## Monday, January 18, 2010

### Deriving the Y Combinator in Erlang - Part 1: Intuition

This is the first of a series on the Y combinator. Part 2

When I heard about the fixed point combinators before, I didn't know what to make of them, so I filed the topic away in my brain. However, when I was working on implementing continuations in Erlang, I ended up building a small structure that reminded me of the Y combinator. With a little massaging, I extracted the actual Y combinator, and proceeded with what I was working on.

The actual definition of the Y combinator is insanely dense:

`Y = λf·(λx·f (x x)) (λx·f (x x))`
This is precisely why I didn't understand it at first - that definition means nothing to me. We need a more intuitive way to think about it.

Suppose you decide to write the factorial function in Erlang. A simple (by which I mean unoptimized) implementation might look like this:

```fact(N) ->
case N of
1 -> 1;
_ -> N * fact(N - 1)
end.
```
There's nothing particularly complicated here - we're just calling `fact` recursively. But what happens if you try to make `fact` into a fun (an anonymous function in Erlang). Watch:
```Fact = fun(N) ->
case N of
1 -> 1;
_ -> N * ??? (N - 1) %%How do we call ourselves? Fact isn't yet bound!
end
end.
```
In some languages, we could replace the `???` with `Fact`. Unfortunately, Erlang doesn't let you do this. If you tried, Erlang would say that `Fact` is unbound. This is true - until we've finished defining the fun, we can't assign it to `Fact`. Other languages provide you with a magic variable that represents the current function (Javascript has `arguments.callee`). Again, as far as I know, Erlang doesn't provide such a variable. Does that mean that we have no hope?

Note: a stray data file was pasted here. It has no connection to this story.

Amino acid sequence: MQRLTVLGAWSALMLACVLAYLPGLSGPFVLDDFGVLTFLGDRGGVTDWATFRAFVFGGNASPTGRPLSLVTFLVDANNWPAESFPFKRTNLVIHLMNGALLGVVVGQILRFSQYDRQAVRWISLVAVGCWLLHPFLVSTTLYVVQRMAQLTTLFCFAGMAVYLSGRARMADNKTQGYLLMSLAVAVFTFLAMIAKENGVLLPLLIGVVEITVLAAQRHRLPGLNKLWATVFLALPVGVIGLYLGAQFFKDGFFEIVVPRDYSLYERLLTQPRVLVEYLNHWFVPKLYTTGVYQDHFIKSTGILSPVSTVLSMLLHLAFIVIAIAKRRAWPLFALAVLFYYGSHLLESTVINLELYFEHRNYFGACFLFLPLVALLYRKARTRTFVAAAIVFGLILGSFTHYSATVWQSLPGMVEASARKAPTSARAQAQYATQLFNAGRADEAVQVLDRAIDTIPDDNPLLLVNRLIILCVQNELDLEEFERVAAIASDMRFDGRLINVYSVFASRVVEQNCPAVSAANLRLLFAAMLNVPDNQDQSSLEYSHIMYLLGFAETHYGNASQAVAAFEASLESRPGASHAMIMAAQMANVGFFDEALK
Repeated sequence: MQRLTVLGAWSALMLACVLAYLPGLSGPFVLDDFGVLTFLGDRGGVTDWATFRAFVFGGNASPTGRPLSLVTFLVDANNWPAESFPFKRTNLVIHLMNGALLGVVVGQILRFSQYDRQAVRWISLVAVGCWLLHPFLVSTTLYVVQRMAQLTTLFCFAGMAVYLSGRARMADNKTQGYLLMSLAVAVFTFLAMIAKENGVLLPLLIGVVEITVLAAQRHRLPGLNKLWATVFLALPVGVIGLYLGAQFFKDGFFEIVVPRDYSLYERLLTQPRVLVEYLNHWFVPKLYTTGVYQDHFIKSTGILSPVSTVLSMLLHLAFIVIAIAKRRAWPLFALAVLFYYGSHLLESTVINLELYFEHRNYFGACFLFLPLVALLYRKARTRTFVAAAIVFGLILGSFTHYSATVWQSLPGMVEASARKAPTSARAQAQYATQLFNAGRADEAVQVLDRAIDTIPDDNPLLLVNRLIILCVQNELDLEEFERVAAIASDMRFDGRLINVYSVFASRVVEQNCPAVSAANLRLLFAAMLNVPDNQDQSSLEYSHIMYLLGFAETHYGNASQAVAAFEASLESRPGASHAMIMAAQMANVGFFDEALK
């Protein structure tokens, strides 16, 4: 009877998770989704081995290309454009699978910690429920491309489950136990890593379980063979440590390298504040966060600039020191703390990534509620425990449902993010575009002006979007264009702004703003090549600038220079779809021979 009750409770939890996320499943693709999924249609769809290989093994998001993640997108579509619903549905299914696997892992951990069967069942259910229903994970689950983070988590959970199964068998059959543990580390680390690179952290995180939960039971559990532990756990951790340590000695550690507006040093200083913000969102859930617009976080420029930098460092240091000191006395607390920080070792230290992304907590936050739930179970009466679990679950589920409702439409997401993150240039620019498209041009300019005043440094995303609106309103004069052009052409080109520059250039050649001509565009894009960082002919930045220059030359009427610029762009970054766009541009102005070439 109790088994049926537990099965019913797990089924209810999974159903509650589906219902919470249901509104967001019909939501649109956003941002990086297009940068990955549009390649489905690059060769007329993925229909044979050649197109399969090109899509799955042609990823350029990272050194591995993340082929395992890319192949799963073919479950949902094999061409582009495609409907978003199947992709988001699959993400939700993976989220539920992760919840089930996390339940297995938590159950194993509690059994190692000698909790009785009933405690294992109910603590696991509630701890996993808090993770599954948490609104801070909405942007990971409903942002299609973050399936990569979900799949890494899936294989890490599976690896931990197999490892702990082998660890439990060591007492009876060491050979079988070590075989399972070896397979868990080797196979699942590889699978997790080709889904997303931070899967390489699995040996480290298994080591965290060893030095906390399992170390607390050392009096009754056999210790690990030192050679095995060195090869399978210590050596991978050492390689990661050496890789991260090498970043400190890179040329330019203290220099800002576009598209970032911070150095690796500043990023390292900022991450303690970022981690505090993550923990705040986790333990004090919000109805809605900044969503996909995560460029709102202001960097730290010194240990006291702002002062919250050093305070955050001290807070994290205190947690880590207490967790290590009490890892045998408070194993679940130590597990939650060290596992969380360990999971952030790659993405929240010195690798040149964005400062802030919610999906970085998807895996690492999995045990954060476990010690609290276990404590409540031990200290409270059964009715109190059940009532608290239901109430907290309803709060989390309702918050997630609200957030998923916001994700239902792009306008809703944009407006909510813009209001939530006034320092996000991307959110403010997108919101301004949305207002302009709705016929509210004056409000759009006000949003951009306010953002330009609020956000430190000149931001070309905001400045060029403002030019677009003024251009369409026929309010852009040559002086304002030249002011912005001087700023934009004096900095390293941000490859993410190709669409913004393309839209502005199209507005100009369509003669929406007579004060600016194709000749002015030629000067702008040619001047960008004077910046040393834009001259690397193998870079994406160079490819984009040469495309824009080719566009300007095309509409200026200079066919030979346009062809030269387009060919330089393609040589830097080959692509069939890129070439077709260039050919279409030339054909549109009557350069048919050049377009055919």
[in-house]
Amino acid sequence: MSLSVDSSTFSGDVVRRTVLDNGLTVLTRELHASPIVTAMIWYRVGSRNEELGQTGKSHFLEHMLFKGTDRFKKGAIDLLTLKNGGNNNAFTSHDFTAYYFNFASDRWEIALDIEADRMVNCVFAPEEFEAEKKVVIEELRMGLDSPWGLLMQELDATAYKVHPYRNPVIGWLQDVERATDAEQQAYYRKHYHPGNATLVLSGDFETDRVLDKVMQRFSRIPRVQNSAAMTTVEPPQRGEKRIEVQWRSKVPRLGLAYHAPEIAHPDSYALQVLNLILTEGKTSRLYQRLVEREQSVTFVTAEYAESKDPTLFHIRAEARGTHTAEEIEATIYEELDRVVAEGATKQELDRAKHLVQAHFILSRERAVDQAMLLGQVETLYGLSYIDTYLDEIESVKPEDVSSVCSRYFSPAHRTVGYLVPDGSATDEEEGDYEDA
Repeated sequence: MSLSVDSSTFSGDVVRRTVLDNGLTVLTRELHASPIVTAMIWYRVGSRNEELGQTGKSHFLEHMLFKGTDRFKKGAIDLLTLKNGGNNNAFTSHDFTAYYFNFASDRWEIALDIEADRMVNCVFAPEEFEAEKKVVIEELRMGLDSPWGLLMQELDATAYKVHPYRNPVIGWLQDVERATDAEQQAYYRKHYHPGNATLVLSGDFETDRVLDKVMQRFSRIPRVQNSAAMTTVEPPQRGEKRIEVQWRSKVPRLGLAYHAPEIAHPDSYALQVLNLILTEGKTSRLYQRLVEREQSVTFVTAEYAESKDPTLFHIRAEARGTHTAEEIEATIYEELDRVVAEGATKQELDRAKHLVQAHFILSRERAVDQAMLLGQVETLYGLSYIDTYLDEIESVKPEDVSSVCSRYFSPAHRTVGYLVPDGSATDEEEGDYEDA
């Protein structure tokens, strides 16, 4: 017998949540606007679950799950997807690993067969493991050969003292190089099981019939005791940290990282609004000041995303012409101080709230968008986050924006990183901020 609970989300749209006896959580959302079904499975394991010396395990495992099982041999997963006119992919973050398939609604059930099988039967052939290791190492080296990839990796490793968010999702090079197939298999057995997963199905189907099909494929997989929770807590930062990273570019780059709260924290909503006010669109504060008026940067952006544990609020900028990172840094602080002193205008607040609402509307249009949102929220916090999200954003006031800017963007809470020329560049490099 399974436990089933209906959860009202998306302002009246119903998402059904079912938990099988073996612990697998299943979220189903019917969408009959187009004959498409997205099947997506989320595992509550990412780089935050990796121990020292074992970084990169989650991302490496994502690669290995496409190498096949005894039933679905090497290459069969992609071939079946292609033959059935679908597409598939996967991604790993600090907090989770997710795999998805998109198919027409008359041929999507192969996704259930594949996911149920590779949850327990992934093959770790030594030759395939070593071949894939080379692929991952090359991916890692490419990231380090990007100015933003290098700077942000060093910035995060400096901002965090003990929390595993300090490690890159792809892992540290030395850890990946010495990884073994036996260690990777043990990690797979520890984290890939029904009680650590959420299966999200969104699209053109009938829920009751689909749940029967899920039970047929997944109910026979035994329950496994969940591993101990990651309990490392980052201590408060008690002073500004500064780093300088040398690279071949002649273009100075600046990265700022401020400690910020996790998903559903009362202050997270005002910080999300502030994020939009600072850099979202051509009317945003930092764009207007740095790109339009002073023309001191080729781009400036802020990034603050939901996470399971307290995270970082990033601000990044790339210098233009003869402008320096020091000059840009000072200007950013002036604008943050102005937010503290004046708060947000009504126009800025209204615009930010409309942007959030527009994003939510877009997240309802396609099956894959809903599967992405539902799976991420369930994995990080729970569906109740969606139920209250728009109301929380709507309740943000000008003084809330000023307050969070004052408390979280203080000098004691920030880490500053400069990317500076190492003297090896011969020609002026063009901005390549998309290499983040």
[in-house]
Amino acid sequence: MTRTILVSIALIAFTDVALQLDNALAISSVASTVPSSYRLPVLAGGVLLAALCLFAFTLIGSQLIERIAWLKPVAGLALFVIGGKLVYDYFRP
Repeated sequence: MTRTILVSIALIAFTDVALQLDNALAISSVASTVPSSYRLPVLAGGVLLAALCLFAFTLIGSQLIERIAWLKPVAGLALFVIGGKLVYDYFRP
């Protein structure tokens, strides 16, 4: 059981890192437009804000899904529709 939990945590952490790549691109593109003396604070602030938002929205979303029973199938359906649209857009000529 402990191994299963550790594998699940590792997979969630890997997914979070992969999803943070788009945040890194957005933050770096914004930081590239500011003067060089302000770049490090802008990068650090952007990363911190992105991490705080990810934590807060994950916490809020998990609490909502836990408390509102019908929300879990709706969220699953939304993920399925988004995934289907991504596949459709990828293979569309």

Let's look at this problem one step at a time. We need something to stand in for the `???`. We need a name that represents the current, anonymous function. Where can we get that from? In functional Erlang, there are only three ways that names are bound - by closure, by parameter, or by local definition. We can't close over it, because the anonymous function isn't yet defined. We can't create a local definition, because the local scope is too narrow a scope for that. That leaves only one possibility - we need to pass the anonymous function to itself.

```Helper = fun(Helper2, N) ->
case N of
1 -> 1;
_ -> N * Helper2(Helper2, N - 1)
end
end.

Fact = fun(N) -> Helper(Helper, N) end.
```
OK, so we created a helper function - more on that in a minute. `Helper` (formerly `Fact`) now takes an extra parameter, which just creates another name for the current, anonymous function. Since we intend for that to be the same as `Helper`, we call it `Helper2`. We know that `Helper` is a fun/2. Since `Helper2` is supposed to be another name for `Helper`, then `Helper2` must be a fun/2 as well. This means that, when we call `Helper2`, we need to also tell it about itself - that is, we need to pass `Helper2` along when we call `Helper2` to recurse.

Now that leaves us to deal with the function `Fact`. Clearly, `Fact` needs to call `Helper`. We noted that `Helper` is a fun/2, so again, we need to call it with two parameters. The intent of the extra parameter to `Helper` was to be able to pass `Helper` to itself, so we do just that.

Believe it or not, we have just derived the concept behind the Y combinator. We have invented a scheme that allows an anonymous function to know itself, even in a language that doesn't directly support this. This is (I believe) the purpose behind the Y combinator. However, we're not yet done. There is still some cruft that we would like to eliminate. In particular, we hand-built the plumbing to route `Helper2` around. We would like to use higher order functions to eliminate this. This is what the Y combinator does - it manages the plumbing of anonymous functions that refer to themselves.

In the next part, we will continue the derivation of the Y combinator in Erlang. Our goal is to eventually be able to write something like this:

```Fact = y(fun(Self) ->
fun(N) ->
case N of
1 -> 1;
_ -> N * Self(N - 1)
end
end
end).
```
It's not perfect, but in a language that doesn't directly support anonymous function recursion, it's not too bad!